The end of the single pole

The sport underwent a revolution more than a century ago, when skiers gradually shifted from a single shaft to holding a pair of poles.

By Luzi Hitz with Seth Masia

At a military cross country race in Chamonix, in 1908, the French and Italian squads showed up each with a single long pole, as they’d been taught by their Norwegian instructors. But the Scandinavians pulled a fast one: All their racers pushed off with two poles and sprinted away in a modern diagonal stride. The northern platoons took the first eight places out of 30 finishers. A couple of the locals were so disgusted at being passed that they threw away their “grands batons” and raced pole-free, finishing ninth and 13th. It marked the end of the single-pole era, at least for ski competition.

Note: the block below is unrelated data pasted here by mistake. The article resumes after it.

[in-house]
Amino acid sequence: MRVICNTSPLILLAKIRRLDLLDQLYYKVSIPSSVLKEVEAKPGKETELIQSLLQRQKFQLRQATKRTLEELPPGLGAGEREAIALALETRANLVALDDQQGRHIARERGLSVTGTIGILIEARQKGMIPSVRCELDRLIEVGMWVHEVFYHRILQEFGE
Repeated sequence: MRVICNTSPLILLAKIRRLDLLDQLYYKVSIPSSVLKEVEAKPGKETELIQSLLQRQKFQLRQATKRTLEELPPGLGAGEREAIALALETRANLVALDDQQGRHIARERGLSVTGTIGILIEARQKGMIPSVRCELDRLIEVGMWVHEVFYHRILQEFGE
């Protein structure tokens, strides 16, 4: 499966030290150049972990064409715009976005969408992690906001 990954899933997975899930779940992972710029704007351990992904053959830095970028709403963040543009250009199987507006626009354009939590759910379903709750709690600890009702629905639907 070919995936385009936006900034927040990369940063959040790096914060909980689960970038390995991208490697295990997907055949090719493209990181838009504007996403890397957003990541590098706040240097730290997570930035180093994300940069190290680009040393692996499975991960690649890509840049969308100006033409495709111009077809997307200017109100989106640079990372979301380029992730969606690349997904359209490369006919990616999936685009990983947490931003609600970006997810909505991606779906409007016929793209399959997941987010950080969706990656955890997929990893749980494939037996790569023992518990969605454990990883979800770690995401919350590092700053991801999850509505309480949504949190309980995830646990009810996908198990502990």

Double-poling was not new. Right from the beginning, hunters on skis used a spear for balance and propulsion. But if need arose, a hunter could use his bow as a second pole. Dating from 5,000 years ago, rock art in northernmost Karelia (Russia) shows ski tracks with pole plants on either side. Saami (Laplander) reindeer herders traditionally used two poles (see the Moses Pitt woodcut from 1680, and a better-known drawing in Per Högström’s 1747 description of the Saami.)...


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